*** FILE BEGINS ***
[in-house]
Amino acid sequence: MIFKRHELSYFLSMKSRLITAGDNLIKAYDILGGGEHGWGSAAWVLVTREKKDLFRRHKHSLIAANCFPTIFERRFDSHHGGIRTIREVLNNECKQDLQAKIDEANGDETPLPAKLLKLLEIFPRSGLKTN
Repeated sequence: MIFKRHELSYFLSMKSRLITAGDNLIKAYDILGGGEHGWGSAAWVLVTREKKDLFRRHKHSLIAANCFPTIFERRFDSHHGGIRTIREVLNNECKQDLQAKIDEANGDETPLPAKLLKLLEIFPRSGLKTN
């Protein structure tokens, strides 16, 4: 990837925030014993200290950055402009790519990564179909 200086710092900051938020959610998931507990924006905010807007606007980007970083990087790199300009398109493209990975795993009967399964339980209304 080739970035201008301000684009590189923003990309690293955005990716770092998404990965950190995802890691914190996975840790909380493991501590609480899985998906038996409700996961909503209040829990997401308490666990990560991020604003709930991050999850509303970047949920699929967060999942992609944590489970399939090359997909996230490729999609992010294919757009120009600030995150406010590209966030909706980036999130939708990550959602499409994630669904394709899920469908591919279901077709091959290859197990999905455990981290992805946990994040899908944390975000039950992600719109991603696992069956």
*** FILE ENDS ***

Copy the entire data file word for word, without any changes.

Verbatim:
[in-house]
Amino acid sequence: MIFKRHELSYFLSMKSRLITAGDNLIKAYDILGGGEHGWGSAAWVLVTREKKDLFRRHKHSLIAANCFPTIFERRFDSHHGGIRTIREVLNNECKQDLQAKIDEANGDETPLPAKLLKLLEIFPRSGLKTN
Repeated sequence: MIFKRHELSYFLSMKSRLITAGDNLIKAYDILGGGEHGWGSAAWVLVTREKKDLFRRHKHSLIAANCFPTIFERRFDSHHGGIRTIREVLNNECKQDLQAKIDEANGDETPLPAKLLKLLEIFPRSGLKTN
């Protein structure tokens, strides 16, 4: 990837925030014993200290950055402009790519990564179909 200086710092900051938020959610998931507990924006905010807007606007980007970083990087790199300009398109493209990975795993009967399964339980209304 080739970035201008301000684009590189923003990309690293955005990716770092998404990965950190995802890691914190996975840790909380493991501590609480899985998906038996409700996961909503209040829990997401308490666990990560991020604003709930991050999850509303970047949920699929967060999942992609944590489970399939090359997909996230490729999609992010294919757009120009600030995150406010590209966030909706980036999130939708990550959602499409994630669904394709899920469908591919279901077709091959290859197990999905455990981290992805946990994040899908944390975000039950992600719109991603696992069956």